There’s no shortage of cash circulating around the economy – about $824 billion, according to a University of Wisconsin study.
But a good chunk of that cash – $64 million based on one estimate – may not be on the up and up.
Counterfeit currency is a problem that just won’t go away, despite the increased use of credit and debit cards, and e-payment technologies. Whether it’s a street hustler passing off bogus $10 bills or professional counterfeiters dealing in heavy doses of $50 and $100 bills, fake currency has the full attention of the U.S. Treasury, Federal Bureau of Investigation (FBI) and the United States Secret Service.
But, as the Secret Service points out, the American public has a significant role to play in uncovering counterfeit currency. Small business owners and retail cashiers should be trained to examine and identify phony bills – but the truth is that anyone can learn to spot a piece of counterfeit cash.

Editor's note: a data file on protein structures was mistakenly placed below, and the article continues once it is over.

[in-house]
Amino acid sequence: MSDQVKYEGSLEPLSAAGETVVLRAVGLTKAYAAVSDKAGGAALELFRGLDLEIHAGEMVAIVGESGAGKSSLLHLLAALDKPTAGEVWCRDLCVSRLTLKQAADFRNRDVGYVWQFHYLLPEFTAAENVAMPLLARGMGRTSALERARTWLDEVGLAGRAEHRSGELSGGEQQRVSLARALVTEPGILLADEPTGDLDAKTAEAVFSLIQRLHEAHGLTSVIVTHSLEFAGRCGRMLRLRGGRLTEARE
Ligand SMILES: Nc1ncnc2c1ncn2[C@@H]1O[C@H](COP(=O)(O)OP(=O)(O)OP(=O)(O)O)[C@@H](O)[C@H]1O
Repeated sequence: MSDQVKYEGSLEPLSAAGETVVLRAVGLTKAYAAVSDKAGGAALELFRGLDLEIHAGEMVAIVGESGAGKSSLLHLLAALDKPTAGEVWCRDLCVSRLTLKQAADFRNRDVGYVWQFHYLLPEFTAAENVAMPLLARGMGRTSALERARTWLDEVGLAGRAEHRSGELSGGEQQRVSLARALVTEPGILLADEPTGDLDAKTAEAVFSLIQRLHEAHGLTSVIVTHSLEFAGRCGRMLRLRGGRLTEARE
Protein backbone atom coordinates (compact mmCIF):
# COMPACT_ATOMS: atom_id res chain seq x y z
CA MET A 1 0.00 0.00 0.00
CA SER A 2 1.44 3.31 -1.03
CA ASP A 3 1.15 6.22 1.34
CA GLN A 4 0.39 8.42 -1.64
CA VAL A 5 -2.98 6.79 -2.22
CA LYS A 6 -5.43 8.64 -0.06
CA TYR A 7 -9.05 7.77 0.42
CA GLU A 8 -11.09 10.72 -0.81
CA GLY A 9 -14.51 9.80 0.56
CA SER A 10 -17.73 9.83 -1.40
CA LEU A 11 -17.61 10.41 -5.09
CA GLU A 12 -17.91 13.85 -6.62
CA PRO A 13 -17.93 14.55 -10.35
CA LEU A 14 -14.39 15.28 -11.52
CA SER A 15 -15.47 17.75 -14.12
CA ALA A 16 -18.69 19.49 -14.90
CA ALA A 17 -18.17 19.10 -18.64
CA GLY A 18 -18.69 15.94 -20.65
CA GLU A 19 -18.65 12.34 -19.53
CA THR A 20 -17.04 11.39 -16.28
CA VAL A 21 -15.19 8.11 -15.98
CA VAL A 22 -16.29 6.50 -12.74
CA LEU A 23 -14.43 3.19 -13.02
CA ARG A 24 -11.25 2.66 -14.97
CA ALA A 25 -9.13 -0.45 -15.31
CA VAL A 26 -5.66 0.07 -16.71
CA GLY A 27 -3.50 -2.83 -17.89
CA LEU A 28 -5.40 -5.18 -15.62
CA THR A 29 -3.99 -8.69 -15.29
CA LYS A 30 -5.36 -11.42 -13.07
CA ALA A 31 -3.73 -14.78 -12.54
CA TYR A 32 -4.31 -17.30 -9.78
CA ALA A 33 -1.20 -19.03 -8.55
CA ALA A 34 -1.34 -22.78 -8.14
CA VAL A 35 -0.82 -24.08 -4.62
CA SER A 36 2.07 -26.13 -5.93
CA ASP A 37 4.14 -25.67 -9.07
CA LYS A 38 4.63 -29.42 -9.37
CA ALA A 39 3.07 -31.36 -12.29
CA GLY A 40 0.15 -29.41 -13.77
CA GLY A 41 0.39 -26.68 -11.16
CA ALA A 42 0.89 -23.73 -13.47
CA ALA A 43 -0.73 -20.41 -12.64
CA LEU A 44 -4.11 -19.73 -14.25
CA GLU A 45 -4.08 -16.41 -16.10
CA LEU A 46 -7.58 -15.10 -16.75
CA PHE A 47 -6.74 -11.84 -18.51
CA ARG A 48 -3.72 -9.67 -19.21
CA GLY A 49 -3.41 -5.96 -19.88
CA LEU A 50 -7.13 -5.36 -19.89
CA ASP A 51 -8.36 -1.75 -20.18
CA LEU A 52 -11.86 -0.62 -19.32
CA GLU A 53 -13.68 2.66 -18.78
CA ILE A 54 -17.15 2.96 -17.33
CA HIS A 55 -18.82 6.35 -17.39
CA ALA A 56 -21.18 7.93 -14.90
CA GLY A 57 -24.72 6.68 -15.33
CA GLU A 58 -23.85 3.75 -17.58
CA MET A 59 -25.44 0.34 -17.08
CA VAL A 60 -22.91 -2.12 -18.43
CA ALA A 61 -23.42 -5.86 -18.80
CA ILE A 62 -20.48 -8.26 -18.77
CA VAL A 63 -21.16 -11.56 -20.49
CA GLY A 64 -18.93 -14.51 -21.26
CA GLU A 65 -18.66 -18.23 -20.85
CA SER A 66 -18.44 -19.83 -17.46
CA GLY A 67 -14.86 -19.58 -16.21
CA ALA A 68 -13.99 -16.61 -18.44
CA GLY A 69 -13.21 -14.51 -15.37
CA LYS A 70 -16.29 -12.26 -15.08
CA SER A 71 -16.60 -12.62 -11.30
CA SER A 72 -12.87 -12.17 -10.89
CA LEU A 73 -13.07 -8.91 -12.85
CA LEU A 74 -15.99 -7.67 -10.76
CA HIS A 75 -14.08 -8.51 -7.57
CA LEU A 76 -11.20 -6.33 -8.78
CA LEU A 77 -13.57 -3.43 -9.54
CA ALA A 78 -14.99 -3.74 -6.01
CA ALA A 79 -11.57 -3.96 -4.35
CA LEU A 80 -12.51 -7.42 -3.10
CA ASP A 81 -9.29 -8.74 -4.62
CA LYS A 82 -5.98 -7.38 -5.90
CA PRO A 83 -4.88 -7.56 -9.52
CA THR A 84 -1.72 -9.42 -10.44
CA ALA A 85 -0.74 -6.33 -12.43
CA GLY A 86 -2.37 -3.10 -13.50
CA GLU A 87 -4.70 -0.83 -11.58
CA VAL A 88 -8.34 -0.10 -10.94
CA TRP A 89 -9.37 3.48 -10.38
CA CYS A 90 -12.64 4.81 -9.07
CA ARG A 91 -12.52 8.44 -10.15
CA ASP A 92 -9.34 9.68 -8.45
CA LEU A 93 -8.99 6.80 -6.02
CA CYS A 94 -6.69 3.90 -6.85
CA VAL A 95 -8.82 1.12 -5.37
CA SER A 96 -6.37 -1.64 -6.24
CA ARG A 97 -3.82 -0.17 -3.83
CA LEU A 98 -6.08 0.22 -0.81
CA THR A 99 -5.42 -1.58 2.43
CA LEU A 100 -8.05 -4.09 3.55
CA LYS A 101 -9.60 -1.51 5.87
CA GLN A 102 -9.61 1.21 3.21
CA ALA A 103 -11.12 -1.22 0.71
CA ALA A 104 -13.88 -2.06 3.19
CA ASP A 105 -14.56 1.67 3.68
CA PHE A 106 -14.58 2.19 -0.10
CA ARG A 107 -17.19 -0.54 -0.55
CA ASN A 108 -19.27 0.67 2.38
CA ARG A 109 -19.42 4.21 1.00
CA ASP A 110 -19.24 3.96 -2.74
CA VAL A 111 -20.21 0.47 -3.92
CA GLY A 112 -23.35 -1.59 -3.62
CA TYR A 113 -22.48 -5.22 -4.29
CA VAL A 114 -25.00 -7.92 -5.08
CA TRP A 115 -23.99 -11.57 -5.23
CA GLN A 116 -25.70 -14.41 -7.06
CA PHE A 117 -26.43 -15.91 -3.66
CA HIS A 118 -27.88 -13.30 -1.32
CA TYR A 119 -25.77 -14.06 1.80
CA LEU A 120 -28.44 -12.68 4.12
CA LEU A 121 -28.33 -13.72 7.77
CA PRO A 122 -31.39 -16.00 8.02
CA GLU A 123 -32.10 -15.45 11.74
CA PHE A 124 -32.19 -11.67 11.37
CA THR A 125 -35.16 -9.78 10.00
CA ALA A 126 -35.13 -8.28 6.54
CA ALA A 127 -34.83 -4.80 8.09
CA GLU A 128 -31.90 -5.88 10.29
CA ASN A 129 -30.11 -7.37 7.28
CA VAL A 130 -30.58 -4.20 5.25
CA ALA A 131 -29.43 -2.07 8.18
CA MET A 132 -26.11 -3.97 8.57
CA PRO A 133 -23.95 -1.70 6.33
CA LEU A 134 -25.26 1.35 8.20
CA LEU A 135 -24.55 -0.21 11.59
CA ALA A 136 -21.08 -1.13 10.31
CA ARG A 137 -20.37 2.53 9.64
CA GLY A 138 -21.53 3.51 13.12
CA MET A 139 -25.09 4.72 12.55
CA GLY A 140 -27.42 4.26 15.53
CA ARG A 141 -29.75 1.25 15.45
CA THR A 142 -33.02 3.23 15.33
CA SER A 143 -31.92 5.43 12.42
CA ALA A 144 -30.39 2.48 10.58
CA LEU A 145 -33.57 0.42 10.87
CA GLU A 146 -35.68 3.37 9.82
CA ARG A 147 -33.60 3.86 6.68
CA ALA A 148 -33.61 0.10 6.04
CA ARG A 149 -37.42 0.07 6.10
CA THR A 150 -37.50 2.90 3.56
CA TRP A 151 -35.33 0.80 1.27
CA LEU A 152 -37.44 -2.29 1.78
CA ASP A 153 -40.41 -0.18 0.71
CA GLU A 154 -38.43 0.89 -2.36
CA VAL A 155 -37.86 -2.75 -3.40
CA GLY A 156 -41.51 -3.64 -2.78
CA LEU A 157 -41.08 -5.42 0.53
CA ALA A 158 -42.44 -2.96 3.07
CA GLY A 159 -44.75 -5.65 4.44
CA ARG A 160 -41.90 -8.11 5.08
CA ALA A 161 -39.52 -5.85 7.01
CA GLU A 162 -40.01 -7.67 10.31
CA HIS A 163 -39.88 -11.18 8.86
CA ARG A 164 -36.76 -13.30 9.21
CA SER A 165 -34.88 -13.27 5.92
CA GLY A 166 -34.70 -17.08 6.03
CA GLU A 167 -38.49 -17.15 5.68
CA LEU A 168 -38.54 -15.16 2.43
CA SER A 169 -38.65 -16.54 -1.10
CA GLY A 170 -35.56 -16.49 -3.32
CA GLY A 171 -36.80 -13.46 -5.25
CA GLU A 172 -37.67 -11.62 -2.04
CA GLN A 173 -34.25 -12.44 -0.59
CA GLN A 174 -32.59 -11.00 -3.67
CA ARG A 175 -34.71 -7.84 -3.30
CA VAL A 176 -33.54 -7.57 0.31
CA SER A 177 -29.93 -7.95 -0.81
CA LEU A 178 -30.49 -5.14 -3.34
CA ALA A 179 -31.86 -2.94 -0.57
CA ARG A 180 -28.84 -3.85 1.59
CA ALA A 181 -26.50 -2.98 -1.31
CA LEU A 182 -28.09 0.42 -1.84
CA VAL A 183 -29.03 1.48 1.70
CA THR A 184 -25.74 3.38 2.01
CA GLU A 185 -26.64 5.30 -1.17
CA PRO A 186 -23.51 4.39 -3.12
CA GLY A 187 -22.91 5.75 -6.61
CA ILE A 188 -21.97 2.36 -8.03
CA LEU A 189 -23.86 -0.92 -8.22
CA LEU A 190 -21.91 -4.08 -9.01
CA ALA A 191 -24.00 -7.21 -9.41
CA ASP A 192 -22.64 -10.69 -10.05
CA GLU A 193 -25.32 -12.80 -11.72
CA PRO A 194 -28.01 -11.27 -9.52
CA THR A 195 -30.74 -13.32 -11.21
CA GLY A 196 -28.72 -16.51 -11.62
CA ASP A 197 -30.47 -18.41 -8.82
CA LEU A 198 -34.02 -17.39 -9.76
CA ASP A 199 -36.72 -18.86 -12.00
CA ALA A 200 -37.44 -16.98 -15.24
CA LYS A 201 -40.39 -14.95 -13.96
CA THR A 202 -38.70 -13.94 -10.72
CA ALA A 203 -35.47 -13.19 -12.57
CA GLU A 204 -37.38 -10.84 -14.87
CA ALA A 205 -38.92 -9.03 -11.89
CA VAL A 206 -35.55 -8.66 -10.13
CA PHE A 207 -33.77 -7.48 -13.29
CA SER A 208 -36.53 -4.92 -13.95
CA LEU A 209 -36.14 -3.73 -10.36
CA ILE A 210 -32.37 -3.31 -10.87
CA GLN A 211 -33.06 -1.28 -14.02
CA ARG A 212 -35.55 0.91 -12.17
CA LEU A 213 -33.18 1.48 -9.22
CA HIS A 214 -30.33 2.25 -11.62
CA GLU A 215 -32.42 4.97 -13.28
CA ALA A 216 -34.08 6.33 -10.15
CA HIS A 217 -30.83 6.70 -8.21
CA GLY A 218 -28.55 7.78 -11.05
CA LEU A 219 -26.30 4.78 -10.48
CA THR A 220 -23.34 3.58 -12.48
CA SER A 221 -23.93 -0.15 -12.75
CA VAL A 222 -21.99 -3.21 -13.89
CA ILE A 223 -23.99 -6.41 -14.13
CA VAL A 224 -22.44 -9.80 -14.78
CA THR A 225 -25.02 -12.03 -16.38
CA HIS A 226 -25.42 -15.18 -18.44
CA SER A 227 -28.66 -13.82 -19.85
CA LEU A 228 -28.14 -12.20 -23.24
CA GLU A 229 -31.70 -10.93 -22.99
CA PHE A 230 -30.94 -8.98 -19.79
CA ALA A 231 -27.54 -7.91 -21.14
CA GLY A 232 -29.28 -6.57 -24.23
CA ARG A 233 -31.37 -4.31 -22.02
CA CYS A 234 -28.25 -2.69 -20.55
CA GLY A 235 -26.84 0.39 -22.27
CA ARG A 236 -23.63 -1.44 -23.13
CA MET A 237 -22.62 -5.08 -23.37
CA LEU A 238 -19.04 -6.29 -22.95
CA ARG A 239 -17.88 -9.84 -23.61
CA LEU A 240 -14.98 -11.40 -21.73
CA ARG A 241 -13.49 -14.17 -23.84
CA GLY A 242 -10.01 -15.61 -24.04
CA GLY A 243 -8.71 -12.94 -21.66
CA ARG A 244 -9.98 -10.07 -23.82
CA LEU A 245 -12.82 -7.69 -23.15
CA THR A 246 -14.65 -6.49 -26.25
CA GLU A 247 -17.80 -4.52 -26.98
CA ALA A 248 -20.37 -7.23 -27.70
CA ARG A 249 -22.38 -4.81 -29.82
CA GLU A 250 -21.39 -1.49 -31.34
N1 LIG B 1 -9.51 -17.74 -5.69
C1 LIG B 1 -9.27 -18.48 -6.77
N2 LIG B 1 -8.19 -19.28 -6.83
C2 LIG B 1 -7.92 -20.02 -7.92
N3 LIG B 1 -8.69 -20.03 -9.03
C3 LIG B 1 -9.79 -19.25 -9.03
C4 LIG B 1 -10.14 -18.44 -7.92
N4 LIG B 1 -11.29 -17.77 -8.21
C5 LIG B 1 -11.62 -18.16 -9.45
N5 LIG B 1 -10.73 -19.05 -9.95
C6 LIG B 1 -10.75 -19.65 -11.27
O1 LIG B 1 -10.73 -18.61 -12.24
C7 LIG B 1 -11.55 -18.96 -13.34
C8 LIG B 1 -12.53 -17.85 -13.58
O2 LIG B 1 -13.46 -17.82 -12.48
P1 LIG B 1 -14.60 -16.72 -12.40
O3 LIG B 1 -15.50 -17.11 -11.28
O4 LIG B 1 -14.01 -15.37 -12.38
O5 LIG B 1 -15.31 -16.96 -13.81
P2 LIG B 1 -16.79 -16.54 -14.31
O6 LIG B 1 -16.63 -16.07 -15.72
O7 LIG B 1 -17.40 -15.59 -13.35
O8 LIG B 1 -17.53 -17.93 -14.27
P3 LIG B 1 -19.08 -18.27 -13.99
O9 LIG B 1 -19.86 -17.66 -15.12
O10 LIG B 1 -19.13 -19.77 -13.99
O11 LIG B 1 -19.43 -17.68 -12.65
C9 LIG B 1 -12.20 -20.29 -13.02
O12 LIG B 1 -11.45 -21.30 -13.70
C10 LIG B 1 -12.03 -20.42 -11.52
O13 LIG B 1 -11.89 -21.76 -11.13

Here are some tips on how to get a handle on bogus bills – they’re relatively easy to learn and can turn you into a sharp-eyed connoisseur of counterfeit cash.
Light it up – The Secret Service advises taking a questionable bill and holding it up under bright lighting. If it’s a good bill, you’ll see a holograph on the face-up side of the bill. Ideally, both of the images should match up perfectly. Under the same light, you should notice a thin vertical strip with text that spells out the currency’s denomination.
Look for changes in color – The U.S. Treasury offers this tip. Take any bill other than the $5 note and move it back and forth (ideally tilting it as you do so). You should notice a number in the lower right hand corner. If the bill’s good, the number’s color will shift from green to black and back again.